The best thing about the summer was that at lunch they filled huge plastic trash cans with ice and beer for the Guard soldiers, and I had the evening duty of emptying those cans out. Every single day I found between four and fifteen leftover beers, which went straight into a personal ice chest in my car’s trunk. I didn’t buy a beer that whole summer, and, in fact, became known as a generous fellow who often gave his friends beer. This was the first time that ever happened.

Fortunately, or unfortunately, my love for beer was about to take a darker turn!

Thursday, September 24, 2009

Days of Beer 2: The Tuborg Sanction

I was eighteen before I realized you could actually open a beer and not have to drain it all the way to the spittle-laced dregs. I might never have learned that simple, mind-freeing fact if it weren’t for a single brand, a beer known as Tuborg Gold. I’d seen some great ads for Tuborg. It showed rowdy Vikings swilling the beer from drinking horns. I wanted to be a Viking, (a real one not a Minnesota one), so I decided I must get some Tuborg.

My brother, Paul David, who was also apparently susceptible to the Viking ads, brought some of the “Gold” home first, though. I remember, we were in our old green pickup, headed out to feed the cows, when Paul David unveiled the Tuborg. We clicked bottles and I took a Viking-hearty sip…and nearly spewed the entire contents of my stomach and various pieces of my intestines and bowel onto the dashboard. My first thought, after I managed to fight down the successive waves of nausea, was that: “No wonder the Vikings were such bad asses. How could anyone drink this slop day in and day out without 1) wanting to kill something, and 2) becoming inured to pain.

Four full bottles and two ‘one-sipped-from’ bottles were poured into the dirt that day. Over thirty years later, nothing has yet grown on that spot. Cattle avoid it. Insects mutate if they build burrows in that soil. There have even been...disappearances.

I’ve sometimes wondered whether Tuborg was, in fact, that awful, or whether we just got a bad six-pack, (as happens with every six-pack of Bud). I’ve occasionally thought I should try Tuborg again, but I’m afraid I lost something important that long ago day. I lost some testicular fortitude, and a lot of innocence. I just don’t have the jewels to try another Tuborg. Not while the painful memory of that first taste from 32 years ago is still so fresh.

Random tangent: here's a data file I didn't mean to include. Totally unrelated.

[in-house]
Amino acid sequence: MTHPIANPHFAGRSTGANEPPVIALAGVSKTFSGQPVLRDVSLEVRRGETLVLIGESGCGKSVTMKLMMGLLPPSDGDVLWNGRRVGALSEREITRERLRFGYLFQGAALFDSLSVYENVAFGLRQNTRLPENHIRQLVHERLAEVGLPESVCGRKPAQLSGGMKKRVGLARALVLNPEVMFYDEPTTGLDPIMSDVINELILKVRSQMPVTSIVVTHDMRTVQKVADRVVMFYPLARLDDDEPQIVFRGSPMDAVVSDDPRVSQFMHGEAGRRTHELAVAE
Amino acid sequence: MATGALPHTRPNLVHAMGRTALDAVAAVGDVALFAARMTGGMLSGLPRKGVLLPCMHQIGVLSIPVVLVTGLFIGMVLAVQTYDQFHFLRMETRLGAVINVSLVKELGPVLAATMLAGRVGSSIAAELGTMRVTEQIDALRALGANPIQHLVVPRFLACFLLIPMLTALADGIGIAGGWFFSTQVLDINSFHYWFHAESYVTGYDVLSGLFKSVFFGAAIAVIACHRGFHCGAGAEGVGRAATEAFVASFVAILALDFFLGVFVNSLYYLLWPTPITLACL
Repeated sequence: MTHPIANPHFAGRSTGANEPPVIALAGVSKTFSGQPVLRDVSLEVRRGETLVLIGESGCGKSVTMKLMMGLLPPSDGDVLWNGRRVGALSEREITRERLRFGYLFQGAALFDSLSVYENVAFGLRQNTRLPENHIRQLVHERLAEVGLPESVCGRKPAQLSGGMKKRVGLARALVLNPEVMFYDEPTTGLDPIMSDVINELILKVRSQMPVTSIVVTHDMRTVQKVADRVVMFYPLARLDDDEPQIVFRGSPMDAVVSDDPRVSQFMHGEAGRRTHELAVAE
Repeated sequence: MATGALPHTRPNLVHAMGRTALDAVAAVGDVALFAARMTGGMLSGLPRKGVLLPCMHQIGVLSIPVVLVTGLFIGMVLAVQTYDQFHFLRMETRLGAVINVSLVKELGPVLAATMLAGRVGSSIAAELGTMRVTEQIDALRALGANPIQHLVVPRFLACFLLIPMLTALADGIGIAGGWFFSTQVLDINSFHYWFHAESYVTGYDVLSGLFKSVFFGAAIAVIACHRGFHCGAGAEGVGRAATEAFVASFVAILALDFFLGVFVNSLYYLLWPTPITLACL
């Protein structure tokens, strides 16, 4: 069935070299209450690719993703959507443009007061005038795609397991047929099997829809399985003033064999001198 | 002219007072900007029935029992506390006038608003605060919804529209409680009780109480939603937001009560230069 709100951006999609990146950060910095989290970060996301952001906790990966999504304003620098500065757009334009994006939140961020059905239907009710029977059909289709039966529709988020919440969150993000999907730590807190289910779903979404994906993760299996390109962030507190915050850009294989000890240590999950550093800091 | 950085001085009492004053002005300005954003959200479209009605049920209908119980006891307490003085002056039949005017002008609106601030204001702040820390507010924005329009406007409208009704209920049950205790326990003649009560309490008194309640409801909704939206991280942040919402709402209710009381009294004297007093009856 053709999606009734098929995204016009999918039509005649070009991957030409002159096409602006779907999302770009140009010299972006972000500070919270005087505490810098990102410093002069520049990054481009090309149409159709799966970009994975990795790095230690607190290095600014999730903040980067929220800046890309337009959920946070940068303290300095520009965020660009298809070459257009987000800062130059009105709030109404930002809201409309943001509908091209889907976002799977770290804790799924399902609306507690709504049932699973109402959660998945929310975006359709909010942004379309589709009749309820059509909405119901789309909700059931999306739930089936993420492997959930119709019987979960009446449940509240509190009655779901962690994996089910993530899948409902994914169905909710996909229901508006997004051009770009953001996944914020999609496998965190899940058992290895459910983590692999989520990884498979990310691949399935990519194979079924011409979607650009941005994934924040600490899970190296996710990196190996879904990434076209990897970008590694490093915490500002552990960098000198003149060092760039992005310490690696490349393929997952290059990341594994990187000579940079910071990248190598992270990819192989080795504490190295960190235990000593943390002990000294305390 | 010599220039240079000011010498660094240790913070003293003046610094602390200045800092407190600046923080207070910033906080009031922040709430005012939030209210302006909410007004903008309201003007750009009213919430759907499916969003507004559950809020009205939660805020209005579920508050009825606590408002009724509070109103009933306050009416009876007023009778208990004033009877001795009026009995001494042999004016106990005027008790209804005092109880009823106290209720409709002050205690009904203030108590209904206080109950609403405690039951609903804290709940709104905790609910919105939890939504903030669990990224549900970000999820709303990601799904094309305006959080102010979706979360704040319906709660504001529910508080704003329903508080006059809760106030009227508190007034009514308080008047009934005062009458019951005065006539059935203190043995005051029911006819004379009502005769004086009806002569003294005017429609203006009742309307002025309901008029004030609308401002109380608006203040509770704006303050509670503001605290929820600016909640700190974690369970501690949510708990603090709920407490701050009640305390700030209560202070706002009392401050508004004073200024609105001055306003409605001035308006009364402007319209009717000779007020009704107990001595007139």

Next post: The Age of Found Beer

Tuesday, September 22, 2009

Days of Beer: The Early Years.

And now for something completely different:

The first beer I remember drinking was Country Club Malt Liquor in the half sized cans. That was the beer my dad drank when he drank, which wasn’t often. I remember a rare party we had at the house when I was 8 or 9, and how Dad filled some big silver tubs with ice and nestled the “Clubs” down in it. I wasn’t supposed to drink, of course, but I managed to sneak a few when no one was looking. They just looked so damn good all rimed with ice.

My first beer crush was on Schlitz. When I was a teenager of 15 or so, my friend Steve and I would pay this guy to pick us up a case of beer when he went to Fort Smith for work. (We lived in a dry county and you had to drive 25 miles or so for beer.) He always bought Schlitz, most likely because it was cheap and he got to keep the rest of our money. But man, I kinda liked Schlitz. I got some good buzzes off that stuff.